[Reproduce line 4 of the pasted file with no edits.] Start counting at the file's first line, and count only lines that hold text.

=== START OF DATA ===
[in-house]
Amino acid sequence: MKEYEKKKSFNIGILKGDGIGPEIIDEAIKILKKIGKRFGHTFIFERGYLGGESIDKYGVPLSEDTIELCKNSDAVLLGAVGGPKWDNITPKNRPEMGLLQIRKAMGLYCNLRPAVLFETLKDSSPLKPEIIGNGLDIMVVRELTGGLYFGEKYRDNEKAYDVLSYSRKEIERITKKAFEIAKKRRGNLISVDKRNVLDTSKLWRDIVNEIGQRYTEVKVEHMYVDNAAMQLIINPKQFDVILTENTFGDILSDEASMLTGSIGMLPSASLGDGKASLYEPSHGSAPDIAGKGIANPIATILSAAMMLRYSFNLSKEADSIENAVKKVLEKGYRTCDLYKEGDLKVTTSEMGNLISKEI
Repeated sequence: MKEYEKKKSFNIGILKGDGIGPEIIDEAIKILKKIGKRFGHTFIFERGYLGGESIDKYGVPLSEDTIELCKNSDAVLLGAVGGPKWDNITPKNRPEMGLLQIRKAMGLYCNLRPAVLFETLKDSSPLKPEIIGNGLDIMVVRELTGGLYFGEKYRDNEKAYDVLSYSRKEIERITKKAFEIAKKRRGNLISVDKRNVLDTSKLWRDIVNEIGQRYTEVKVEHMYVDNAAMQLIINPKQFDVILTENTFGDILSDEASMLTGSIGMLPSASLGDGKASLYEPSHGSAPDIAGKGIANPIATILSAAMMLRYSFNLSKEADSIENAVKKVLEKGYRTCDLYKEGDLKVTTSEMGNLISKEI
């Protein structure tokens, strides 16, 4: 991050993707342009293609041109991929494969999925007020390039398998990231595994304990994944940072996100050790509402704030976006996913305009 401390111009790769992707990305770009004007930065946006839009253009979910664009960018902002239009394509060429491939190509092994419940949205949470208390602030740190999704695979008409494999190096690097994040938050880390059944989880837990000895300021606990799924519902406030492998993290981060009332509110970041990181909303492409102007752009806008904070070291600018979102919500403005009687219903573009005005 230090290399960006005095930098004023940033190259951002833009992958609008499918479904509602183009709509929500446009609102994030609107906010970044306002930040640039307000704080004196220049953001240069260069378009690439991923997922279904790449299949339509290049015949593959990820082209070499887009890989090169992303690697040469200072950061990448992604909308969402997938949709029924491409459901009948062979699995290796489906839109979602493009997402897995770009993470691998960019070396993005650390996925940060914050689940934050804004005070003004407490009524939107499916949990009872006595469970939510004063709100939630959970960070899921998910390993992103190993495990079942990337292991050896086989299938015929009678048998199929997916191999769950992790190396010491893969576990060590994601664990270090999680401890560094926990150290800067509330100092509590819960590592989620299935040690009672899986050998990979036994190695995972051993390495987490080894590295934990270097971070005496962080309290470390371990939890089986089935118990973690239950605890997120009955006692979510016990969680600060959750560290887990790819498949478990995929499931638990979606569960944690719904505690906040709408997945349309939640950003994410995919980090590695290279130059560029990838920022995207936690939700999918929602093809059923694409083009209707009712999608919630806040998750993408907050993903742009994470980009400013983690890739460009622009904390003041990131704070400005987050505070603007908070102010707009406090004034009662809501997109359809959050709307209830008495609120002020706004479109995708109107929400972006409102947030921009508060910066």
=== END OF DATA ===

């Protein structure tokens, strides 16, 4: 991050993707342009293609041109991929494969999925007020390039398998990231595994304990994944940072996100050790509402704030976006996913305009 401390111009790769992707990305770009004007930065946006839009253009979910664009960018902002239009394509060429491939190509092994419940949205949470208390602030740190999704695979008409494999190096690097994040938050880390059944989880837990000895300021606990799924519902406030492998993290981060009332509110970041990181909303492409102007752009806008904070070291600018979102919500403005009687219903573009005005 230090290399960006005095930098004023940033190259951002833009992958609008499918479904509602183009709509929500446009609102994030609107906010970044306002930040640039307000704080004196220049953001240069260069378009690439991923997922279904790449299949339509290049015949593959990820082209070499887009890989090169992303690697040469200072950061990448992604909308969402997938949709029924491409459901009948062979699995290796489906839109979602493009997402897995770009993470691998960019070396993005650390996925940060914050689940934050804004005070003004407490009524939107499916949990009872006595469970939510004063709100939630959970960070899921998910390993992103190993495990079942990337292991050896086989299938015929009678048998199929997916191999769950992790190396010491893969576990060590994601664990270090999680401890560094926990150290800067509330100092509590819960590592989620299935040690009672899986050998990979036994190695995972051993390495987490080894590295934990270097971070005496962080309290470390371990939890089986089935118990973690239950605890997120009955006692979510016990969680600060959750560290887990790819498949478990995929499931638990979606569960944690719904505690906040709408997945349309939640950003994410995919980090590695290279130059560029990838920022995207936690939700999918929602093809059923694409083009209707009712999608919630806040998750993408907050993903742009994470980009400013983690890739460009622009904390003041990131704070400005987050505070603007908070102010707009406090004034009662809501997109359809959050709307209830008495609120002020706004479109995708109107929400972006409102947030921009508060910066």